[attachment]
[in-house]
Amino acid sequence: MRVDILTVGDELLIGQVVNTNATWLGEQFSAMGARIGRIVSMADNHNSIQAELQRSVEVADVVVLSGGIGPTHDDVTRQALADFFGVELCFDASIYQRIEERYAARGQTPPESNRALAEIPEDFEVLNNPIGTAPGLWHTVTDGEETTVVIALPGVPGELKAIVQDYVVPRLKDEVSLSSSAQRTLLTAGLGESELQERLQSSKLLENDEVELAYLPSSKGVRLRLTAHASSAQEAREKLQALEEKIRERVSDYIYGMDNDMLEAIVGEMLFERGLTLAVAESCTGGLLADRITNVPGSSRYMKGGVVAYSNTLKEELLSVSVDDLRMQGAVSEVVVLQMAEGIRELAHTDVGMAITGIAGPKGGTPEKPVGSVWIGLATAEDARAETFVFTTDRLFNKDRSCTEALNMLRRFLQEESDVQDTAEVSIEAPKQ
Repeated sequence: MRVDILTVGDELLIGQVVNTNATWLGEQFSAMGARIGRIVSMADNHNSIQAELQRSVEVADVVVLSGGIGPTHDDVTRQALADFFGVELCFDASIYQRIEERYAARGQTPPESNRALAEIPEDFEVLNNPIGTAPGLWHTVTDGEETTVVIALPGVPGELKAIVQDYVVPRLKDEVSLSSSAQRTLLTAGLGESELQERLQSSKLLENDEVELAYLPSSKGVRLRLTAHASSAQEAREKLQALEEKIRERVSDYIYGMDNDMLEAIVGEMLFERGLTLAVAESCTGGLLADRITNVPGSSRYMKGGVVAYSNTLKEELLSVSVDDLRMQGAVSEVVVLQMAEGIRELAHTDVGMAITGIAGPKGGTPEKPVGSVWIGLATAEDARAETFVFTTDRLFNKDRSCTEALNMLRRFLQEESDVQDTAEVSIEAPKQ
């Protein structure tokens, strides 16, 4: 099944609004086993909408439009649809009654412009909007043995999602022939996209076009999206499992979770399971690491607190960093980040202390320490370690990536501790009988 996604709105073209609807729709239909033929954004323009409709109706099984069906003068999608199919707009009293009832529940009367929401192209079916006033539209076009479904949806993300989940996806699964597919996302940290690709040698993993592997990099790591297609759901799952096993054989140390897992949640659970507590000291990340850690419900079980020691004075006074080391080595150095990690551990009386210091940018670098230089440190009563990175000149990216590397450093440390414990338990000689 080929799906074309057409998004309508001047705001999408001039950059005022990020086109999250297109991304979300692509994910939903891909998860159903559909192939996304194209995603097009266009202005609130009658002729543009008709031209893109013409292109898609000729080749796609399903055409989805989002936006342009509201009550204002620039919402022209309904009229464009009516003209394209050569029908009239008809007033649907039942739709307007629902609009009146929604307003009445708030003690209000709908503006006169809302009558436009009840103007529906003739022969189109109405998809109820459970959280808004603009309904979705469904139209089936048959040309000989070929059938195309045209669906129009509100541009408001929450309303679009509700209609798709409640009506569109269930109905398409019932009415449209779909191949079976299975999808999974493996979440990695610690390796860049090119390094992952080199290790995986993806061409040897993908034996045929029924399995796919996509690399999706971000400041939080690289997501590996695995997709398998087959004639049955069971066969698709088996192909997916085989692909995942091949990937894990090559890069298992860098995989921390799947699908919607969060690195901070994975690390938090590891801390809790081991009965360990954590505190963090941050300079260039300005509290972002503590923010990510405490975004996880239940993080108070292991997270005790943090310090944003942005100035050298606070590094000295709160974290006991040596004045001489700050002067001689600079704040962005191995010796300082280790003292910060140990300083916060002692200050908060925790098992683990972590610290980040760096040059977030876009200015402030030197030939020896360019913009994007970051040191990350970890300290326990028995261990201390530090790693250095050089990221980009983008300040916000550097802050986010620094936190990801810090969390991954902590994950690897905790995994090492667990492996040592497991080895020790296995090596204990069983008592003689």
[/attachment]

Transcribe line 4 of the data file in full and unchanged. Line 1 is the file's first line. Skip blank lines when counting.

């Protein structure tokens, strides 16, 4: 099944609004086993909408439009649809009654412009909007043995999602022939996209076009999206499992979770399971690491607190960093980040202390320490370690990536501790009988 996604709105073209609807729709239909033929954004323009409709109706099984069906003068999608199919707009009293009832529940009367929401192209079916006033539209076009479904949806993300989940996806699964597919996302940290690709040698993993592997990099790591297609759901799952096993054989140390897992949640659970507590000291990340850690419900079980020691004075006074080391080595150095990690551990009386210091940018670098230089440190009563990175000149990216590397450093440390414990338990000689 080929799906074309057409998004309508001047705001999408001039950059005022990020086109999250297109991304979300692509994910939903891909998860159903559909192939996304194209995603097009266009202005609130009658002729543009008709031209893109013409292109898609000729080749796609399903055409989805989002936006342009509201009550204002620039919402022209309904009229464009009516003209394209050569029908009239008809007033649907039942739709307007629902609009009146929604307003009445708030003690209000709908503006006169809302009558436009009840103007529906003739022969189109109405998809109820459970959280808004603009309904979705469904139209089936048959040309000989070929059938195309045209669906129009509100541009408001929450309303679009509700209609798709409640009506569109269930109905398409019932009415449209779909191949079976299975999808999974493996979440990695610690390796860049090119390094992952080199290790995986993806061409040897993908034996045929029924399995796919996509690399999706971000400041939080690289997501590996695995997709398998087959004639049955069971066969698709088996192909997916085989692909995942091949990937894990090559890069298992860098995989921390799947699908919607969060690195901070994975690390938090590891801390809790081991009965360990954590505190963090941050300079260039300005509290972002503590923010990510405490975004996880239940993080108070292991997270005790943090310090944003942005100035050298606070590094000295709160974290006991040596004045001489700050002067001689600079704040962005191995010796300082280790003292910060140990300083916060002692200050908060925790098992683990972590610290980040760096040059977030876009200015402030030197030939020896360019913009994007970051040191990350970890300290326990028995261990201390530090790693250095050089990221980009983008300040916000550097802050986010620094936190990801810090969390991954902590994950690897905790995994090492667990492996040592497991080895020790296995090596204990069983008592003689």